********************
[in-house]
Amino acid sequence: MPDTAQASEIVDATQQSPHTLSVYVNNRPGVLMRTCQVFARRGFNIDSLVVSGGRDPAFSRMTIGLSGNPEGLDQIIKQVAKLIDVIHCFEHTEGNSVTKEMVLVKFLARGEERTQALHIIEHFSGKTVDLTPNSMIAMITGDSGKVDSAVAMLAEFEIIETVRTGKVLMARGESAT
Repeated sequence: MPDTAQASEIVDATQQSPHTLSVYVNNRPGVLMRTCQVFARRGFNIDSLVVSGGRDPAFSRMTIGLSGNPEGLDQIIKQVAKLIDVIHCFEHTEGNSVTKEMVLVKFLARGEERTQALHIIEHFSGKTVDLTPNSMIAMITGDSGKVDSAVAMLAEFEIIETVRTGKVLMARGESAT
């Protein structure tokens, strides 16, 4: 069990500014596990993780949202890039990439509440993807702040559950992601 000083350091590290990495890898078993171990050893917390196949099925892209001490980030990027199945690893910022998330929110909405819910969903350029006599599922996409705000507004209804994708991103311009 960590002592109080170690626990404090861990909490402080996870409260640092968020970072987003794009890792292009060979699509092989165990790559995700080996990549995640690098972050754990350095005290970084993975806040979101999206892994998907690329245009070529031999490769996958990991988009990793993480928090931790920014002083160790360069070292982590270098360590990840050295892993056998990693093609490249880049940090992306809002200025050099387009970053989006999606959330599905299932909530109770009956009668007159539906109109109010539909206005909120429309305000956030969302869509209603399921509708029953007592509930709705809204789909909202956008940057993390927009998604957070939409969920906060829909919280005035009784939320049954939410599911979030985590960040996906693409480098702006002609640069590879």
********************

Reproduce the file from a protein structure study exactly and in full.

[in-house]
Amino acid sequence: MPDTAQASEIVDATQQSPHTLSVYVNNRPGVLMRTCQVFARRGFNIDSLVVSGGRDPAFSRMTIGLSGNPEGLDQIIKQVAKLIDVIHCFEHTEGNSVTKEMVLVKFLARGEERTQALHIIEHFSGKTVDLTPNSMIAMITGDSGKVDSAVAMLAEFEIIETVRTGKVLMARGESAT
Repeated sequence: MPDTAQASEIVDATQQSPHTLSVYVNNRPGVLMRTCQVFARRGFNIDSLVVSGGRDPAFSRMTIGLSGNPEGLDQIIKQVAKLIDVIHCFEHTEGNSVTKEMVLVKFLARGEERTQALHIIEHFSGKTVDLTPNSMIAMITGDSGKVDSAVAMLAEFEIIETVRTGKVLMARGESAT
């Protein structure tokens, strides 16, 4: 069990500014596990993780949202890039990439509440993807702040559950992601 000083350091590290990495890898078993171990050893917390196949099925892209001490980030990027199945690893910022998330929110909405819910969903350029006599599922996409705000507004209804994708991103311009 960590002592109080170690626990404090861990909490402080996870409260640092968020970072987003794009890792292009060979699509092989165990790559995700080996990549995640690098972050754990350095005290970084993975806040979101999206892994998907690329245009070529031999490769996958990991988009990793993480928090931790920014002083160790360069070292982590270098360590990840050295892993056998990693093609490249880049940090992306809002200025050099387009970053989006999606959330599905299932909530109770009956009668007159539906109109109010539909206005909120429309305000956030969302869509209603399921509708029953007592509930709705809204789909909202956008940057993390927009998604957070939409969920906060829909919280005035009784939320049954939410599911979030985590960040996906693409480098702006002609640069590879």